by Julia Merritt
GENRE: Fiction - Literary
In the 1920s, as Canada progresses through the Industrial Revolution, horses are still the rural engines of survival. As a child Adam lives this reality on his family's farm in the Ottawa Valley, planning to take over one day and have a family of his own. When his parents die during the Great Depression, nineteen-year-old Adam is disinherited in favour of his brother and is forced to move to the city to find work. Without a formal education his choices are few, yet he finds a place to use his horsemanship skills in the dwindling forces of the Canadian cavalry based near Montreal. There he finds pride in being a mounted soldier, and friendship with his fellow dragoons. But the cavalry units are mechanized by the beginning of World War Two, and when Adam is sent to Europe, he must abandon his equine partners for trucks and tanks. In the catastrophic experience of war, he will lose everything once again.
Broken in body and spirit, he returns to Canada where he must confront the question of survival in a world that doesn't seem to have a place for an injured soldier. Full of poetic reflections on what it means to work with horses, horse/man is a powerful story about a man searching for dignity and connection in the face of a rapidly shifting world.
“Trot on, Jack! Git up, Pete! Git UP! Good.”
The driver called out orders and sounded gruff, even in praise. The reins slapped the broad chestnut backs lightly, then loosened. It was the end of May, and planting had finished. Today, they were going to town. Freed from their heavy collars and the deep wet soil, the horses danced down the dirt road, shaking their heads as they pushed through the harnesses. Their efforts were rewarded with an easy silence.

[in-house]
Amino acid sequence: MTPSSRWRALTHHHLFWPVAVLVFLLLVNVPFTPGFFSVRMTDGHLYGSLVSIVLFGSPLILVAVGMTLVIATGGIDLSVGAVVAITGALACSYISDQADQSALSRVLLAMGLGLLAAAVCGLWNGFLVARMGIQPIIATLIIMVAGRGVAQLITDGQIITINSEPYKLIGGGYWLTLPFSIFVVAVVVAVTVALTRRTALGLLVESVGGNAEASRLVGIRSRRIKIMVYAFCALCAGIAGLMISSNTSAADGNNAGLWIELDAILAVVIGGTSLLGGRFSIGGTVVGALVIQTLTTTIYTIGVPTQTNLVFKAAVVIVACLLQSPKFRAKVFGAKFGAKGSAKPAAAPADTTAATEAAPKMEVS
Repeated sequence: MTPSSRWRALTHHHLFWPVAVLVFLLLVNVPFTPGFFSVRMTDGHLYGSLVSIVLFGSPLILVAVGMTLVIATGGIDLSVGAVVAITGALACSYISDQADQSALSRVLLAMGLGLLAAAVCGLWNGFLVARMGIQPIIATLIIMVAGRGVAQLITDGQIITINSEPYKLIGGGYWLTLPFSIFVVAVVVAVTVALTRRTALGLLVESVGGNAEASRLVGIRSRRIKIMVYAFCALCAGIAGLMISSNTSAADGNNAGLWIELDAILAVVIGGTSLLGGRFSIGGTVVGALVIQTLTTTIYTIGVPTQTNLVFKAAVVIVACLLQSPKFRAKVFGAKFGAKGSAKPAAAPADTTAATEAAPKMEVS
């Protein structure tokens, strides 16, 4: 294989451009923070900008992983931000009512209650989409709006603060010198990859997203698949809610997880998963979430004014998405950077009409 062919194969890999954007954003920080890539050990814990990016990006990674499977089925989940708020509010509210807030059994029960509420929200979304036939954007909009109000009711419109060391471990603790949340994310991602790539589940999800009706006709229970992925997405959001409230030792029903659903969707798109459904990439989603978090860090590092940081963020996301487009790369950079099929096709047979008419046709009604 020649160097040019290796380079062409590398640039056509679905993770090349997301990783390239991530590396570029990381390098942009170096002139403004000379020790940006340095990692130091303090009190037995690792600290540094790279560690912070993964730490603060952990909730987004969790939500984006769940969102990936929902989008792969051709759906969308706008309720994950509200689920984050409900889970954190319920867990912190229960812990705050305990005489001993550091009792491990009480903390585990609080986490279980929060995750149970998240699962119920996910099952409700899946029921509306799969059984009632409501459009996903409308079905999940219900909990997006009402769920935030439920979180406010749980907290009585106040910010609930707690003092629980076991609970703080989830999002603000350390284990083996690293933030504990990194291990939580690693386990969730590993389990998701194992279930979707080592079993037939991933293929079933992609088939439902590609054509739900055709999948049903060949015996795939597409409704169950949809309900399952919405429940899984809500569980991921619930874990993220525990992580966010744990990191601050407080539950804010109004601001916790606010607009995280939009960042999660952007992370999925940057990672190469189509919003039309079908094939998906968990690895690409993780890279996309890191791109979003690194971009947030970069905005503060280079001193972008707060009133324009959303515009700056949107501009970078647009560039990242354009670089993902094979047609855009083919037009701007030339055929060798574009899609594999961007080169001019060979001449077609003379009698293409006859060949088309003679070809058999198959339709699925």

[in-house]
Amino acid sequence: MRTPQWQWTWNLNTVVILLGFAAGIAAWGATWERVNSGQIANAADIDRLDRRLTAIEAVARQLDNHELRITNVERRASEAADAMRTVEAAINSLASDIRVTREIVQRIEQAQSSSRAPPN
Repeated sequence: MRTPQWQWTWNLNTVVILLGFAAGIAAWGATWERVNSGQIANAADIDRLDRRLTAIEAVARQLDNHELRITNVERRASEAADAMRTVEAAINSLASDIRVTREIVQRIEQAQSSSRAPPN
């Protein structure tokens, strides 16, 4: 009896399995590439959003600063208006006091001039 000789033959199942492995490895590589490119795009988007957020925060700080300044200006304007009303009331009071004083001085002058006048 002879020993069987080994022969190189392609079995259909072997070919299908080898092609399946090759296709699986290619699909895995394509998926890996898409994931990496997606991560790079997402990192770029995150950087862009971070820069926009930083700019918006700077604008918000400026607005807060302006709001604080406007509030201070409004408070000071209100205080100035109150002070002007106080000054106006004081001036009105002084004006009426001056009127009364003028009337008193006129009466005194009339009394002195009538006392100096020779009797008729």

Seven-year-old Adam sat in the back of the wagon, his skinny legs anchoring the sacks and baskets his mother had given him for dry goods. He was small for his age but wiry and strong. His face was still childish, heart-shaped and snub-nosed, with sandy brown hair and eyes. His father, Ciaran, was alone on the front seat, driving the horses with his back to Adam. Adam was grateful for the rest.
The horses picked up speed, and Adam bounced from side to side on the planks. The percussion of the horses’ hooves and the squeak of the wagon on its struts was all he could hear. The wind from the wagon’s movement had a chill. He turned his head to face it, letting the tears from his watering eyes stream along his cheeks. He inhaled the sharpness of spring, undercut by the heaviness of soil and vegetation that was not quite yet alive. Travelling along, further details unfurled — the patches of mud in the potholes, the freshly tilled soil in the fields, the shades of green emerging from the ditches and the trees.
AUTHOR Bio and Links:
Julia Merritt has been captivated by horses ever since she could see out of the car window. Then she grew up and became a public library CEO and certified animal bodyworker. She lives in Ontario, Canada, with her thoroughbred horses and smooth collie dogs. This is her first novel.
Connect with Julia Merritt
Get your copy of horse/man
INDIGO CHAPTERS https://www.chapters.indigo.ca/en-ca/books/horse-man/9780228856542-item.html
BARNES & NOBLE https://www.barnesandnoble.com/w/horse-man-julia-merritt/1140954662
BOOK DEPOSITORY https://www.bookdepository.com/horseman-Julia-Merritt/9780228856566
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Hello and welcome to my blog! Can you tell me a little about yourself, and how you became an author?